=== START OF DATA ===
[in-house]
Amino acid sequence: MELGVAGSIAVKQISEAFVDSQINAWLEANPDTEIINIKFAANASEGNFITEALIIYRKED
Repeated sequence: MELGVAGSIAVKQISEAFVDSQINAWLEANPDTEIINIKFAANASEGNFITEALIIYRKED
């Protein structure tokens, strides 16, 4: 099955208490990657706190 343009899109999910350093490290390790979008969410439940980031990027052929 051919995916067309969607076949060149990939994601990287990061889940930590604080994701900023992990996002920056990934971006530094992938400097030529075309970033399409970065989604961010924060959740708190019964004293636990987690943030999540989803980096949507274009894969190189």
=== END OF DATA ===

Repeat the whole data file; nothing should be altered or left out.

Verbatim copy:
[in-house]
Amino acid sequence: MELGVAGSIAVKQISEAFVDSQINAWLEANPDTEIINIKFAANASEGNFITEALIIYRKED
Repeated sequence: MELGVAGSIAVKQISEAFVDSQINAWLEANPDTEIINIKFAANASEGNFITEALIIYRKED
């Protein structure tokens, strides 16, 4: 099955208490990657706190 343009899109999910350093490290390790979008969410439940980031990027052929 051919995916067309969607076949060149990939994601990287990061889940930590604080994701900023992990996002920056990934971006530094992938400097030529075309970033399409970065989604961010924060959740708190019964004293636990987690943030999540989803980096949507274009894969190189």